The American History Podcast

A Program Of Virginia Foundation for the Humanities


History Behind the Headlines – Prison Strike

Today, prisoners across the country are set to begin a 19-day strike with the intent to end what they’re calling “modern-day slavery.” The inmates plan to stop working and end commissary spending. Those involved in what’s being called Prison Strike 2018 released their list of demands via the Incarcerated Workers Organizing Committee’s website. The second […]

History Behind the Headlines – Silent Sam

At the UNC Chapel Hill campus last night, a crowd of protesters tore down a Confederate statue known as “Silent Sam.” The statue has been a source of controversy on the UNC campus for decades, and tensions have been rising in recent years. Calls for its removal increased following the 2017 white supremacist rally in […]

The Legacy of the Children of the Manhattan Project

In 1982 I attended an anti-nuclear march in Manhattan. For me, it was part political statement, part personal milestone. My father, Ellis P. Steinberg, and uncle, Bernard Abraham were both scientists who worked on the Manhattan Project, and I’d struggled to reconcile my personal anti-nuclear convictions with a sense of loyalty to my father, especially. […]

The Journalists: My Hunt For Tokyo Rose pt. 2

This is post #2 in the series. Read post #1. As I further my exploration into the story of Iva Toguri (aka Tokyo Rose), I continue to come across blatant disregard for the truth. One such story is that of Clark Lee and Harry Brundidge. Lee quickly made a name for himself as a eyewitness […]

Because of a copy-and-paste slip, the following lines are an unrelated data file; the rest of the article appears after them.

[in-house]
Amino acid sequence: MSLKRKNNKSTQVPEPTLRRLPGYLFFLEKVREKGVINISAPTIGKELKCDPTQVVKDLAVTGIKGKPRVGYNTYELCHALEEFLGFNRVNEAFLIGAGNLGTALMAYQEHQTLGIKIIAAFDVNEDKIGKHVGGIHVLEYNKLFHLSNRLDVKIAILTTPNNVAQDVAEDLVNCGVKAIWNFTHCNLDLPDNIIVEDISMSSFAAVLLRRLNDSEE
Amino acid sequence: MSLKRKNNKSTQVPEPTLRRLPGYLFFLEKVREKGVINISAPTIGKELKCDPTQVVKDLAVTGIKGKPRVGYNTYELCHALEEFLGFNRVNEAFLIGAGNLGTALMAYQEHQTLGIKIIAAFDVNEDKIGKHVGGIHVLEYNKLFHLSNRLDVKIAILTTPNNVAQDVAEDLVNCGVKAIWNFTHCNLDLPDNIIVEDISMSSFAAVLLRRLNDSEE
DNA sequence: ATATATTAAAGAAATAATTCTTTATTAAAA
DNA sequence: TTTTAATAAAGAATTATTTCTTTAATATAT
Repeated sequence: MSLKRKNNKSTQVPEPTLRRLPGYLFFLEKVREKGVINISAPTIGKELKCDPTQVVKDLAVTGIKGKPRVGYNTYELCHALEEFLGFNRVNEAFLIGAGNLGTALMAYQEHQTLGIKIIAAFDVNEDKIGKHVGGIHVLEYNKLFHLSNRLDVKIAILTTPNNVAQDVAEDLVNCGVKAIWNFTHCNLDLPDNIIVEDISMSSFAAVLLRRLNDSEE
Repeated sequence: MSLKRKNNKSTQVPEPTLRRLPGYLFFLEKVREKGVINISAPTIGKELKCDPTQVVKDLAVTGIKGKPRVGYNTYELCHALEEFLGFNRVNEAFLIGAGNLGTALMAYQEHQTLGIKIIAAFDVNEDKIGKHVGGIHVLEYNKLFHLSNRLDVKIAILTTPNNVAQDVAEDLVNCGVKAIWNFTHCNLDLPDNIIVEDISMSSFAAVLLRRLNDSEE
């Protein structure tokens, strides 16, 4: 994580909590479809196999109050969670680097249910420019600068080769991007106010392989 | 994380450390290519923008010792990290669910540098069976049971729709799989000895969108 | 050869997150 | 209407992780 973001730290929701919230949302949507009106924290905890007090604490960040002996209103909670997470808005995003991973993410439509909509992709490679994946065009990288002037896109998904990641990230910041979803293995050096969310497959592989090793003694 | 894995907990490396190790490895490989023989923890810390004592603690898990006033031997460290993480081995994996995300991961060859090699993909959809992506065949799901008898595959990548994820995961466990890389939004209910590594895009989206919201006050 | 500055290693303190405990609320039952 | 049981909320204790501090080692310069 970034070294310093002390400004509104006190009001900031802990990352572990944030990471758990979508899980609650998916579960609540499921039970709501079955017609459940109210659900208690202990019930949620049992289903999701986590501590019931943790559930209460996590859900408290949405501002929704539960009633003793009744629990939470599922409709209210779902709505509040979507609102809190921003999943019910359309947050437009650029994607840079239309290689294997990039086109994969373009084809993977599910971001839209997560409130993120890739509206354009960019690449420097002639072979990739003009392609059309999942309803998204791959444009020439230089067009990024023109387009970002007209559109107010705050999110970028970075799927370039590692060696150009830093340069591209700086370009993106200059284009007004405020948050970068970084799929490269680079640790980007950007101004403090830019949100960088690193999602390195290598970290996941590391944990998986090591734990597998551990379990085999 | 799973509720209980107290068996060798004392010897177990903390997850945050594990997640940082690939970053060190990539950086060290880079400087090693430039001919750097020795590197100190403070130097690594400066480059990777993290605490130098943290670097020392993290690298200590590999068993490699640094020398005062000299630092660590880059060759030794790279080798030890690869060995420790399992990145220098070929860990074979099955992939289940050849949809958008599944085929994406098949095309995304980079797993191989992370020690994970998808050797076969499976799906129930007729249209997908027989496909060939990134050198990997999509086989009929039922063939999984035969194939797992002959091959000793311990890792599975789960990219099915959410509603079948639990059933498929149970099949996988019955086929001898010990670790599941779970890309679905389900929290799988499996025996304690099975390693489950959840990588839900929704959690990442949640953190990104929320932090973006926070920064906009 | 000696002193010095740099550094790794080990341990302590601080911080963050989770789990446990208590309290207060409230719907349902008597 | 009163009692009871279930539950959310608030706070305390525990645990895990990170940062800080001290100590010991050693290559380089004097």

Spirits in the Albumen

William Mumler was a 19th century ghost photographer who was popular among spiritualists and other Americans seeking solace after the death of a loved one. BackStory, with help from, looks at some of the individuals in front of and behind the lens to learn what they thought of spirit photographs at the time. View […]

History Behind the Headlines

The Supreme Court made two very important rulings today. The first decision upholds President Trump’s travel ban on several mostly-Muslim nations. The second is the Court’s decision to strike down a California Law requiring nonprofit centers that perform abortion to inform clients of alternative options. The decision to uphold the President’s travel ban after months […]

Photographing Lincoln’s Ghost

In BackStory episode “The Camera Never Lies?,” Joanne and Brian looked at the history of photography in America – how the medium and its different forms changed the lives of everyday Americans One form taken was spiritual photography. First popular during the Civil War-era, spiritual photography was a way for people to connect with lost […]

My Hunt For Tokyo Rose

I can’t really remember the first time I was assigned an actual research paper – probably around ninth grade. However, I quickly learned that I enjoyed the process immensely. My love for writing continued to grow as assignments became more intensive (correct citations, primary/secondary sources, etc.). Eventually, these exercises in writing culminated in a 25-page […]

BookStory Q&A: Renowned scholar David Stevenson on WWI

This November marks the 100th anniversary of the end of the First World War. But according to David Stevenson, who holds the Stevenson Chair of International History at the London School of Economics and Political Science, events that happened in 1917 — not 1918 — changed the tide of the global conflict. Stevenson traces this […]

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